‘Review gender segregation rule’


  • Nation
  • Friday, 21 Feb 2020

PETALING JAYA: The decision by the Terengganu government to impose gender segregation on event organisers is an “extreme and discriminatory” directive that will paint a bad image for our country, says Wanita MCA.

Wanita MCA national chairperson Datuk Heng Seai Kie said cultural and arts performances should not be forced to follow rules which are discriminatory in nature.

“The decision by the Terengganu government to impose gender segregation on event organisers is regrettable, as such an extreme and discriminatory directive is sure to paint a bad image of our nation and jeopardise the economy.

“We urge the Terengganu government to review its decision to ensure that the state’s directives uphold multicultural and moderate values, as well as respect for basic human rights and freedom,” she said in a statement yesterday.

Heng said the 11-point gender segregation guidelines indicates that non-Muslims are not exempt . Thus if enforced, performances by non-Muslims would also be regulated.

This includes forbidding women artists from performing before male audiences, she added.

Heng said since Merdeka, Malaysians of all races have lived in harmony, with diversity being the nation’s pride and joy.

“This multicultural charm is undeniably an important driving force which spurred the nation’s development and attracted millions of tourists.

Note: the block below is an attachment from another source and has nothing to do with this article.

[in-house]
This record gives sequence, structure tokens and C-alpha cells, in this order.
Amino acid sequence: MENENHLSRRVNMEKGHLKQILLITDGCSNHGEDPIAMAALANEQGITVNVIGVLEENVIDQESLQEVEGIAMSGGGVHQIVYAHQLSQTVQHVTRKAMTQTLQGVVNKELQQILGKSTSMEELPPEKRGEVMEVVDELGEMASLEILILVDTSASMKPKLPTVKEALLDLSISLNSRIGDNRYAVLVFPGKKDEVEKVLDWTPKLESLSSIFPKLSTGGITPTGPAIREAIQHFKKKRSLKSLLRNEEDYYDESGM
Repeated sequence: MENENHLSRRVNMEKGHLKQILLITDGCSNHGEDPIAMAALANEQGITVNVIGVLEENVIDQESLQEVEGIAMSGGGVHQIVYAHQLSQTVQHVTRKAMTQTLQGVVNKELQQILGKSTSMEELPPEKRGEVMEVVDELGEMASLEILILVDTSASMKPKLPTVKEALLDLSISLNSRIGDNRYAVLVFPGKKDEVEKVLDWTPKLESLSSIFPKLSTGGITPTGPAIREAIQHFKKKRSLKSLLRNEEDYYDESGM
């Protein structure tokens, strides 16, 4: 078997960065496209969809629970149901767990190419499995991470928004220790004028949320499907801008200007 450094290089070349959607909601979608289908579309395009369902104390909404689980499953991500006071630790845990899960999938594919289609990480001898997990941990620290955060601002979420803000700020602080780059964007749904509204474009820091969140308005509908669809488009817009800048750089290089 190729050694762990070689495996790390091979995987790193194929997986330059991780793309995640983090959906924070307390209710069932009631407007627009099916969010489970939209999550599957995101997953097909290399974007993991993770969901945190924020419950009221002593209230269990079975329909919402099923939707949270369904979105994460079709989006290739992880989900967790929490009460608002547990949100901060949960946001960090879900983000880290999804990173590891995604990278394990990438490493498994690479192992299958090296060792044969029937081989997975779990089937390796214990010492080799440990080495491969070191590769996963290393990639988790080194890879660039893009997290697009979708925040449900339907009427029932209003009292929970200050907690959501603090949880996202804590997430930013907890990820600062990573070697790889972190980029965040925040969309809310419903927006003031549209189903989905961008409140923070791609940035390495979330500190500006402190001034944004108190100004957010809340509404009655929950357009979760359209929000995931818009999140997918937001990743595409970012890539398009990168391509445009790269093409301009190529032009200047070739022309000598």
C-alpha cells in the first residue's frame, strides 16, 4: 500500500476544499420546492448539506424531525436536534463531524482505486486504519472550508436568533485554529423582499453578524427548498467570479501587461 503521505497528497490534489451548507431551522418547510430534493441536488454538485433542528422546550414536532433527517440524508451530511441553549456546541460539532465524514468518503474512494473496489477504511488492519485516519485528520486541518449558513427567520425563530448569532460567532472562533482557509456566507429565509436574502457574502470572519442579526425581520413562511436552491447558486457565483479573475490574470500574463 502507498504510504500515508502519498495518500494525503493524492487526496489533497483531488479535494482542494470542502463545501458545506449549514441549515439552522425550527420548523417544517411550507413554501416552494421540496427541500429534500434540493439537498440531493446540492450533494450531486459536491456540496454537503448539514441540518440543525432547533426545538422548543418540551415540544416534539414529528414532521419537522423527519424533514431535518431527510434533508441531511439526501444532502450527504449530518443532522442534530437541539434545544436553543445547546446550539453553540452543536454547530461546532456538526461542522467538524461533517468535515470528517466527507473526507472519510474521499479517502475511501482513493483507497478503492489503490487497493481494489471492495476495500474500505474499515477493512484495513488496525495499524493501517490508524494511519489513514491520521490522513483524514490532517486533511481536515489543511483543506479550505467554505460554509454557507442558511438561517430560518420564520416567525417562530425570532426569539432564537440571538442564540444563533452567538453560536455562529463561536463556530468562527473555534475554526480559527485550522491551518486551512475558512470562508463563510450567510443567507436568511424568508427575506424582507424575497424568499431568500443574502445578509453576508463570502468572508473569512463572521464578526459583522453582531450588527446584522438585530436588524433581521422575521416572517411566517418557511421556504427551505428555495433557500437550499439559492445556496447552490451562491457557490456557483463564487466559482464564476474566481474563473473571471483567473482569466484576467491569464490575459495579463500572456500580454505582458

“Hence, if these guidelines are passed, the cultural arts performance scene will surely be affected, even to the extent of disrupting our multifaceted lifestyle as well as jeopardise the image of Malaysia as a multiethnic country which promotes moderation and upholds the spirit of inclusiveness, unity and harmony.

“The guidelines will leave a negative impact on the nation’s tourism and the economy,” she added.

Heng said the Terengganu government should consider how its actions can potentially ruin harmony in society.

She added Malaysians should always uphold moderation and respect for basic human rights to build the nation together.

Women’s Aid Organisation (WAO) advocacy and communications officer Tan Heang-Lee said the guideline is yet another attempt of moral policing.

“Instead of micro-managing and meddling in people’s entertainment choices, the state government should instead focus on more critical matters, such as bread and butter issues,” said Tan.

“We are also very concerned that this ruling would affect the livelihoods of women entertainers.”

The Star reported on Wednesday that the gender segregation guidelines would be enforced soon after the legal technicalities were ironed out.

Terengganu Tourism, Culture, and Information Technology committee chairman Ariffin Deraman said the 11-point guideline was supposed to be imposed in January but had to be put on hold temporarily.

In Terengganu, male and female audiences should be segregated and exposing the aurat (parts of the body which should not be exposed) is strictly forbidden.

Only children can participate in “mixed gender” performances on stage.

In 2018, the Terengganu Tourism Department formulated syariah-compliant guidelines for event organisers.

Ariffin also denied claims that the new guidelines will cause an adverse effect to tourism promotion campaigns in conjunction with Visit Malaysia 2020.

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